Ban Ki-moon blasts Gaddafi; calls situation dangerous
Noting that the situation in Libya could turn "very dangerous," UN secretary-general Ban Ki-moon has blasted Muammar Gaddafi for ignoring his call to stop violence against protestors, which the UN chief stressed to the Libyan leader during a 40 minute conversation this week.world Updated: Feb 24, 2011 07:38 IST
Noting that the situation in Libya could turn "very dangerous," UN secretary-general Ban Ki-moon has blasted Muammar Gaddafi for ignoring his call to stop violence against protestors, which the UN chief stressed to the Libyan leader during a 40 minute conversation this week.
"What he (Gaddafi) has done is totally unacceptable," Ban told journalists on Wednesday.
"After such long and extensive discussions and my strong urging, and even appeal to him, he has not heeded," he added. "This is not acceptable."
Ban warned that the volatile situation in the North African nation could take several directions---many of them dangerous.
"The situation is developing rapidly towards a very dangerous situation," he said. "Therefore we need to very carefully monitor the situation."
International censure against Gaddafi escalated after reports that the regime was firing at the protesters from war planes.
On Tuesday, the UN Security Council issued a strongly worded press statement calling on the Libyan regime to stop attacking pro-democracy protesters, and also called for accountability against those who had carried out these attacks against civilians.
In its statement, the Council, "condemned the violence and use of force against civilians, deplored the repression against peaceful demonstrators, and expressed deep regret at the deaths of hundreds of civilians."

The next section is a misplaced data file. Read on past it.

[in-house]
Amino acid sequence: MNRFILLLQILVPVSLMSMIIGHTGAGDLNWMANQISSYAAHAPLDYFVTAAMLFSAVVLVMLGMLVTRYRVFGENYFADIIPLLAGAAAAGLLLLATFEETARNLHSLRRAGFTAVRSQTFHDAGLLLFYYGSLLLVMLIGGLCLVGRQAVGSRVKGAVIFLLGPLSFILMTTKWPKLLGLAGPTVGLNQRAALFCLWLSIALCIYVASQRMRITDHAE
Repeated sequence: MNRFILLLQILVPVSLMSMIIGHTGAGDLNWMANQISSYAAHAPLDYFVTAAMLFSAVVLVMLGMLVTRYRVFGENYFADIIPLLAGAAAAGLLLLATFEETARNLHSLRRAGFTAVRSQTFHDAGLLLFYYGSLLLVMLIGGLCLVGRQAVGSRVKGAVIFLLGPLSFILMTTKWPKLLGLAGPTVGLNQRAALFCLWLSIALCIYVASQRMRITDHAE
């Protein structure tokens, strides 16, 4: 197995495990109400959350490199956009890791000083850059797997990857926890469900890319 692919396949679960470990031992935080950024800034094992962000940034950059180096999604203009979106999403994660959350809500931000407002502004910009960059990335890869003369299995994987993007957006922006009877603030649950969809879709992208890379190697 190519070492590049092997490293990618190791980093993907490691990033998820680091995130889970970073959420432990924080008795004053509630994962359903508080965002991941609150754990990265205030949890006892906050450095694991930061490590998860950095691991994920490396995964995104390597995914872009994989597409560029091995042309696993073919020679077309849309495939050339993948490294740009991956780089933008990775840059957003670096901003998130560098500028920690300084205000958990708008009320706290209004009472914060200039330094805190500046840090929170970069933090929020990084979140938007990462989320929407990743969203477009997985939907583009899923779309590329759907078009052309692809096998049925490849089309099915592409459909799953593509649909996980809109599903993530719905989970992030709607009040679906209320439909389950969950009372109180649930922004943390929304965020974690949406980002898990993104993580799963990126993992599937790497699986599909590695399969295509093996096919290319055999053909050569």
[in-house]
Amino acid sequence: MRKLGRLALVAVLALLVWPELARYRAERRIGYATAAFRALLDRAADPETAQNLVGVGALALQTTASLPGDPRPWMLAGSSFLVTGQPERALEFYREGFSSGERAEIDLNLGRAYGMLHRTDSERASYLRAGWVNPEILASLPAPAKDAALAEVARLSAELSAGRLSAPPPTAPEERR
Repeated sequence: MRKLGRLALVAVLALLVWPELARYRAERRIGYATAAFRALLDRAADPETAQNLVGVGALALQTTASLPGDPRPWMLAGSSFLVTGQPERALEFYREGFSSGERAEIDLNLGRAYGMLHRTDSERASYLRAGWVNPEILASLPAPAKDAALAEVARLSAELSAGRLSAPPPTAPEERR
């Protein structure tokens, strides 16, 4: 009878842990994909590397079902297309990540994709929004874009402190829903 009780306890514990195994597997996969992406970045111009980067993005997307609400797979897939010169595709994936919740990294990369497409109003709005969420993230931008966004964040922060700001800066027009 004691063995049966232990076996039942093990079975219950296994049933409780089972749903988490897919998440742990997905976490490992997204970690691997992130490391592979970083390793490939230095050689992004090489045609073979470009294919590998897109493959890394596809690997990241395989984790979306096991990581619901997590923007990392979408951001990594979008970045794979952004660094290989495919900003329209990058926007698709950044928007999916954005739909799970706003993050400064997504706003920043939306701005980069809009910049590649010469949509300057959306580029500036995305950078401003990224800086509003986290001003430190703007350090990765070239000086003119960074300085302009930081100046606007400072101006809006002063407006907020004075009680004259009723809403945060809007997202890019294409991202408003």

Observers, however, are calling for stronger action on part of the UN such as establishing no-fly zones, imposing sanctions and setting up a humanitarian corridor.
"The specific measures, like no-fly zones and some other specific sanctions, including specific measures, like sanctions, are the ones which the Security Council needs to determine," Ban said.
The Arab League also issued a statement banning Libya from attending meetings until it stopped attacking its citizens.
Meanwhile, in a long speech made in Tripoli, Gaddafi refused to relent to the demonstrators who want an end to his 42-year-old reign. "I will die as a martyr at the end," he said.
Ban also welcomed the decision by the Geneva-based UN Human Rights Council to meet in a special session on Friday with the possibility of setting up an international investigation into the recent events in Libya.
Navi Pillay, UN human rights chief, has already called for an independent investigation.
Following the overthrow of leaders in Tunisia and Egypt, large-scale protests have erupted in several countries in the Middle East and North Africa including Bahrain, Yemen and Libya. Ban said on Wednesday that he is dispatching top officials to Egypt and Tunisia to assess the situation on the ground.
Libya, however, has responded with an extreme show of force resulting in the death of hundreds of people.
"I condemn them loudly and without qualification," Ban reiterated saying, "Those responsible must be held accountable in courts of law."